Southwest Airlines is embroiled in litigation with a travel aggregator called Kiwi.com. Kiwi has been scraping data from Southwest’s website to sell Southwest flights (with additional fees). Unsurprisingly, Southwest does not like this. Southwest promises customers no additional fees, ever—and Kiwi’s offerings violate that promise.
In an effort to stop Kiwi from reselling Southwest flights, Southwest has pursued several claims against Kiwi, including violation of the CFAA. But, as discussed earlier in LinkedIn Corp. v. hiQ Labs, Inc. and Van Buren v. United States , the Supreme Court recently narrowed the scope of the CFAA in its Van Buren decision. Van Buren explicitly addressed the “exceeds authorized access” of the CFAA, but left open the issue of the precise contours of the “without access” prong of the statute. As Southwest is arguing that Kiwi is accessing the Southwest site without authorization, we can expect further insight into this issue when the district court (N.D. Texas) addresses the fully briefed motion to dismiss the CFAA claim.
Southwest had to pivot from its initial allegations that Kiwi breached applicable website terms prohibiting scraping and therefore violated the CFAA (as Van Buren rejected the use of the CFAA to police amorphous “use-based” access restrictions). However, Southwest presents additional facts beyond the violation of its website terms. First, Southwest points to cease-and-desist instructions it sent to Kiwi, and Kiwi’s continuing scraping afterward. Second, Southwest alleges that Kiwi “hacked” Southwest’s API and has continued to do so despite additional blocking technology by Southwest to prevent Kiwi’s API access.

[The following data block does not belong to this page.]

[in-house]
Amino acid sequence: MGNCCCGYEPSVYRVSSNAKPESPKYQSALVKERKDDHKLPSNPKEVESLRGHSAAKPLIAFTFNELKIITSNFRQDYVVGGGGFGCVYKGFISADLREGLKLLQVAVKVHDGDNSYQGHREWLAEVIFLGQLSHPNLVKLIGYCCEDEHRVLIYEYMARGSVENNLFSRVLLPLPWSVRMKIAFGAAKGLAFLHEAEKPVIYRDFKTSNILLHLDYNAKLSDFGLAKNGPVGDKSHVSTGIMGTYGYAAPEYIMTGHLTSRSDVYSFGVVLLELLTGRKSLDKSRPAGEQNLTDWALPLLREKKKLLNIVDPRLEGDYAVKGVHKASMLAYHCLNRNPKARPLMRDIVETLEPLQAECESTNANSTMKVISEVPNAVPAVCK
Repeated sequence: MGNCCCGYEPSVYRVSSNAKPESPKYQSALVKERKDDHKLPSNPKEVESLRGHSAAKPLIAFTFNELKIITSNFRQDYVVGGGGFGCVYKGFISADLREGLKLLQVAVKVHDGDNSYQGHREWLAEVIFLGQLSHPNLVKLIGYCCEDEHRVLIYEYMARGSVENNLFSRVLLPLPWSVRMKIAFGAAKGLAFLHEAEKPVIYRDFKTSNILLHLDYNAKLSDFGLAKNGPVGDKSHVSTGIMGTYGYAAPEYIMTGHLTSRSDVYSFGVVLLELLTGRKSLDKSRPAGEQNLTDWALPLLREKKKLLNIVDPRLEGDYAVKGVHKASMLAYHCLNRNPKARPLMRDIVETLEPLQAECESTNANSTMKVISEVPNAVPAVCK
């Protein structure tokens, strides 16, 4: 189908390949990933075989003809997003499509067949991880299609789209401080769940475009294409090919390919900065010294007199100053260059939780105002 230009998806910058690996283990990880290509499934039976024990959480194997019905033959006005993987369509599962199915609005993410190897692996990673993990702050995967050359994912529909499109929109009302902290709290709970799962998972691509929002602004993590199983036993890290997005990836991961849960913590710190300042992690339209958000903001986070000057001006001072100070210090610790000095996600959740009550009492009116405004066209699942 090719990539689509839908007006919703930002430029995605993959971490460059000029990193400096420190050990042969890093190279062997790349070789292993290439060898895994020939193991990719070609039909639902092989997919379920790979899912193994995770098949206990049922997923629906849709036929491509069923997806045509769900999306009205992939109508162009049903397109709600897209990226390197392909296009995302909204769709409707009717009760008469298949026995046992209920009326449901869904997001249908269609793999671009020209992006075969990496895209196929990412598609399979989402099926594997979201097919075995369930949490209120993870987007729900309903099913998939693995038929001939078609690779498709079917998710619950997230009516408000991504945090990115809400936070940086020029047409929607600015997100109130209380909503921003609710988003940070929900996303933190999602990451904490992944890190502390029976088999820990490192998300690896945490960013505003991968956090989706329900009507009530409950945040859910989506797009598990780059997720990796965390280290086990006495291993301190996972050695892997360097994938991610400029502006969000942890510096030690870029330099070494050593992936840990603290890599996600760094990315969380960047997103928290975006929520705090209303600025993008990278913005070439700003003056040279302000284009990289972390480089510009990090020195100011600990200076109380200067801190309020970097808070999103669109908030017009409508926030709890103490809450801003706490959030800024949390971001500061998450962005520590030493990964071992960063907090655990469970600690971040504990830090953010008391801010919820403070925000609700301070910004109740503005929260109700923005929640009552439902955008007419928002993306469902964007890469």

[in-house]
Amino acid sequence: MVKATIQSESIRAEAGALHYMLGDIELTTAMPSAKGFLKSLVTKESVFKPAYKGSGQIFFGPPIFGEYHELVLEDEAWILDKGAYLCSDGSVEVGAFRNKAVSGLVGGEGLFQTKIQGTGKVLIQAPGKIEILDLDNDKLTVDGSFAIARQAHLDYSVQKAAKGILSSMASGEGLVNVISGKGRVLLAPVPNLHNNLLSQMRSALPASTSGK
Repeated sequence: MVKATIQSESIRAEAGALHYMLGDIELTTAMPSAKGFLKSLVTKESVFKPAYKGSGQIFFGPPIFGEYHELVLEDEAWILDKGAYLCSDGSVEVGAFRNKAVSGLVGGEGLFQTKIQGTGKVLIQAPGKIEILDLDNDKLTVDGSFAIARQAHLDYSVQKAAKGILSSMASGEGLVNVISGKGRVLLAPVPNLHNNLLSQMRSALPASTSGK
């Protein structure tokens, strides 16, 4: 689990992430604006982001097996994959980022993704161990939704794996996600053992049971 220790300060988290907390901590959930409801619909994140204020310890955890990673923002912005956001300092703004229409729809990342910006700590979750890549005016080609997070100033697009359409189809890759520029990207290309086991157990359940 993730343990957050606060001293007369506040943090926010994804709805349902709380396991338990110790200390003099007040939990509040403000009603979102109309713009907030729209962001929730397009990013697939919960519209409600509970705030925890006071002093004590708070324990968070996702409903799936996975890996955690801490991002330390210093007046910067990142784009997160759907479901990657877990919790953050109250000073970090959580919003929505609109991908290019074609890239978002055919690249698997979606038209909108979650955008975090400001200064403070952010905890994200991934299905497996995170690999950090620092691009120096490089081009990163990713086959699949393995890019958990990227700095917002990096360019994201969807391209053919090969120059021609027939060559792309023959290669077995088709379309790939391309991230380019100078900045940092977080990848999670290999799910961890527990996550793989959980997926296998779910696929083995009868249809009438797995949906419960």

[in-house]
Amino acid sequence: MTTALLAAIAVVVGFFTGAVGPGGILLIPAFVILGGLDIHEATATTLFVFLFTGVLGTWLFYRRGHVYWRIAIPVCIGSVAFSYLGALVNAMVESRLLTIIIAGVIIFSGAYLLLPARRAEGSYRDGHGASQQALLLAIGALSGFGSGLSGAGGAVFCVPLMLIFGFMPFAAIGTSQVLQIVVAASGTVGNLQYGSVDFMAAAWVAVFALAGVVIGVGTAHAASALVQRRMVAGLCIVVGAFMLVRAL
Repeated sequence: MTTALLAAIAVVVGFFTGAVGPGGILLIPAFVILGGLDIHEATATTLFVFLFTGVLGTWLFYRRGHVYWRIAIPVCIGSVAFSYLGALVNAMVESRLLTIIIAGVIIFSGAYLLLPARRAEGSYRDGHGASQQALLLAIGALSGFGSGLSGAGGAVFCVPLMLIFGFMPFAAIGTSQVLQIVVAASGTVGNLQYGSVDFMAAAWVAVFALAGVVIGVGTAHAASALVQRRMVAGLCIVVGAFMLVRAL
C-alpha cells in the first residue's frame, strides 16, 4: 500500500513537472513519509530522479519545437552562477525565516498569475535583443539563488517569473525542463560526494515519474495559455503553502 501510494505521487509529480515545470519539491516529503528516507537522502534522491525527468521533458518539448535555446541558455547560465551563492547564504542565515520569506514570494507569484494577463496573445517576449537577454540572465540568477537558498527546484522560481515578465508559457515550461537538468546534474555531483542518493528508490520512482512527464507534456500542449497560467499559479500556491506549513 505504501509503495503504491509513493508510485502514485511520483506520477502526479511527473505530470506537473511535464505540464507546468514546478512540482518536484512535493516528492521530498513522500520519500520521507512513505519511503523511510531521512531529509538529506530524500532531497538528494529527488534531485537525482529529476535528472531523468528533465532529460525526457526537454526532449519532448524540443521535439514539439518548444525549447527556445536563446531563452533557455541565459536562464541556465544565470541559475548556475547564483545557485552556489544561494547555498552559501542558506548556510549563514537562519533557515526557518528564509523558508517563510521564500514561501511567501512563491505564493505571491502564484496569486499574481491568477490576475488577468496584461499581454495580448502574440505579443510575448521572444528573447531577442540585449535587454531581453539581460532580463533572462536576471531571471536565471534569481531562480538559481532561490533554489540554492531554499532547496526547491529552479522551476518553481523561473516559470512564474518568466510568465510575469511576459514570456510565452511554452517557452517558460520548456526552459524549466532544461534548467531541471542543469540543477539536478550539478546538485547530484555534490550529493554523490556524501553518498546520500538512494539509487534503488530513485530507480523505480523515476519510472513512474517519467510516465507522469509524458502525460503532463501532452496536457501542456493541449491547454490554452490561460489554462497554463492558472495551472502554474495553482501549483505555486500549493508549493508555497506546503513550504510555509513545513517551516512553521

Kiwi counters by alleging that Van Buren addressed the “without authorization” prong of the CFAA, and that the CFAA cannot address situations when a party has access to any portion of a public website (according to Kiwi, if Kiwi can access file A, then it cannot be prevented by the CFAA from taking file B). This aggressive position would effectively gut the anti-hacking protections of the CFAA.
The court will likely deny the motion to dismiss, as Kiwi is attempting to extend Van Buren far beyond its holding, and would effectively prevent any public website operator from leveraging the CFAA to protect its data. Van Buren addressed the situation where a police officer had access to a license plate database, but used that access for an improper purpose (i.e., selling database information to an undercover FBI officer offering to pay Van Buren for it). Although Kiwi argues valiantly, Van Buren did not hold that permitted access in one area (e.g., a public website) means that the CFAA gates are wide open for all content (such as content specifically restricted by cease-and-desist communications and/or technological measures). Kiwi’s assertion of an all-or-nothing rule would mean that a website owner could not prohibit specific persons or entities from accessing its servers, despite specific efforts to do so.
We should learn soon if the Southwest Court rejects this philosophy, or if the use of the CFAA to prevent data scraping is effectively over.